Collect


Collect for the First Sunday of Advent

O almighty God, give us grace that we may cast away the works of darkness, and put upon us the armor of light, now in the time of this mortal life in which thy Son Jesus Christ came to visit us in great humility; that in the last day, when he shall come again in his glorious majesty to judge both the quick and the dead, we may rise to the life immortal; through the same Jesus Christ thy Son our Lord, who liveth and reigneth with thee, in the unity of the Holy Spirit, ever one God, world without end. Amen.

Tuesday, March 25, 2014

Music: William Byrd and Psalters

I'd like to wish everyone a happy Solemnity of the Annunciation. Enjoy your day of not having to fast.

I have posted two songs for today, quite different ones. I wanted to post both, but I was having a hard time coming up with a pretext to do so, since I normally only post one when I put music up here. (To those of you rational human beings who are thinking, "Uh, why isn't 'Because you feel like it' a good enough reason to post two songs?", shh.) Then I remembered that this, in addition to being one of the most important feasts of the Church's year -- indeed, in one sense, the root of every other feast, as it marks the beginning of the Incarnation -- it is also one of the feasts that Catholic and Orthodox Christians celebrate on the same date. So my excuse is a celebration of that fact.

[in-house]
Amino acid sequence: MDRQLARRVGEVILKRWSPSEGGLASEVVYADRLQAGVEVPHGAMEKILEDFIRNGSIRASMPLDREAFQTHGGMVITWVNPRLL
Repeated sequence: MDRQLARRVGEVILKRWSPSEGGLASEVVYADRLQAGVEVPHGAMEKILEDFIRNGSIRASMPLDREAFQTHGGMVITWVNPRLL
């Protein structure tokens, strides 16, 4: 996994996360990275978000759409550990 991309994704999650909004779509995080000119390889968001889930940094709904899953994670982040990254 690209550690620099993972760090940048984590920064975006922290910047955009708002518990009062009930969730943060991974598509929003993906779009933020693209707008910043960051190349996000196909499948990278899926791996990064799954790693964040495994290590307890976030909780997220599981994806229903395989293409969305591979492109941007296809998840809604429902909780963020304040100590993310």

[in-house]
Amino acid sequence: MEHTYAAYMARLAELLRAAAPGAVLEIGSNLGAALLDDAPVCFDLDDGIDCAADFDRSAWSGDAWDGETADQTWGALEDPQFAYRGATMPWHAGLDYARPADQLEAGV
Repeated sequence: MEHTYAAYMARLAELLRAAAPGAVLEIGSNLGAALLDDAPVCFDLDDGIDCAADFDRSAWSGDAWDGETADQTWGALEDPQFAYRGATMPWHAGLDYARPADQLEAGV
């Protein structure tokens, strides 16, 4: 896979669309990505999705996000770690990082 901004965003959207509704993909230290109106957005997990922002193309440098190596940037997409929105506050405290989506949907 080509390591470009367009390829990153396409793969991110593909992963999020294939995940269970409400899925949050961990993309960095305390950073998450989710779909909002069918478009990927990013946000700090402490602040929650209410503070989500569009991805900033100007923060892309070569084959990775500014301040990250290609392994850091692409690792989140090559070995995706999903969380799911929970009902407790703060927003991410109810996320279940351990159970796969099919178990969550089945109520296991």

Appropriately, the former of these songs is a piece of Latin polyphony by William Byrd, one of the finest composers of the English Renaissance and a convert from Anglicanism to Catholicism, while the latter is by the nomadic, anarchist band Psalters, whose album The Divine Liturgy of the Wretched Exiles is heavily influenced by Orthodox motifs. This one in particular incorporates the Trisagion or "Thrice-Holy," traditionally chanted at some point during the liturgy of the Scriptures (often before the Epistle is read, but it seems to vary in different places).


I couldn't get the video settings that I know how to work with to cooperate, so the second one is at this link.

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